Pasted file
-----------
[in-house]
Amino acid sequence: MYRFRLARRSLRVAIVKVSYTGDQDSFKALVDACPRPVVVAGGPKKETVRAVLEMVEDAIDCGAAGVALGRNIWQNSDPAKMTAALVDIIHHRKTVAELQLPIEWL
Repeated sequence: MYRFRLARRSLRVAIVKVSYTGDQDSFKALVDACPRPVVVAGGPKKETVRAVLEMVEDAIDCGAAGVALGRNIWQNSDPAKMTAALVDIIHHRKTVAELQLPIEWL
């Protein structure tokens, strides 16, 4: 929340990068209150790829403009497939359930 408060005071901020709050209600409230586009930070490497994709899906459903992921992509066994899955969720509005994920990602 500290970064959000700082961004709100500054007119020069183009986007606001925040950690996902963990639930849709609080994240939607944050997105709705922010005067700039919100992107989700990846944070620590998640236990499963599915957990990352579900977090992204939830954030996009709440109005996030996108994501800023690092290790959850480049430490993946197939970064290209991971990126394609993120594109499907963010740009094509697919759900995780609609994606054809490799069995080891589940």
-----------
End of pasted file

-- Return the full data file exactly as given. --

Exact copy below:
[in-house]
Amino acid sequence: MYRFRLARRSLRVAIVKVSYTGDQDSFKALVDACPRPVVVAGGPKKETVRAVLEMVEDAIDCGAAGVALGRNIWQNSDPAKMTAALVDIIHHRKTVAELQLPIEWL
Repeated sequence: MYRFRLARRSLRVAIVKVSYTGDQDSFKALVDACPRPVVVAGGPKKETVRAVLEMVEDAIDCGAAGVALGRNIWQNSDPAKMTAALVDIIHHRKTVAELQLPIEWL
């Protein structure tokens, strides 16, 4: 929340990068209150790829403009497939359930 408060005071901020709050209600409230586009930070490497994709899906459903992921992509066994899955969720509005994920990602 500290970064959000700082961004709100500054007119020069183009986007606001925040950690996902963990639930849709609080994240939607944050997105709705922010005067700039919100992107989700990846944070620590998640236990499963599915957990990352579900977090992204939830954030996009709440109005996030996108994501800023690092290790959850480049430490993946197939970064290209991971990126394609993120594109499907963010740009094509697919759900995780609609994606054809490799069995080891589940």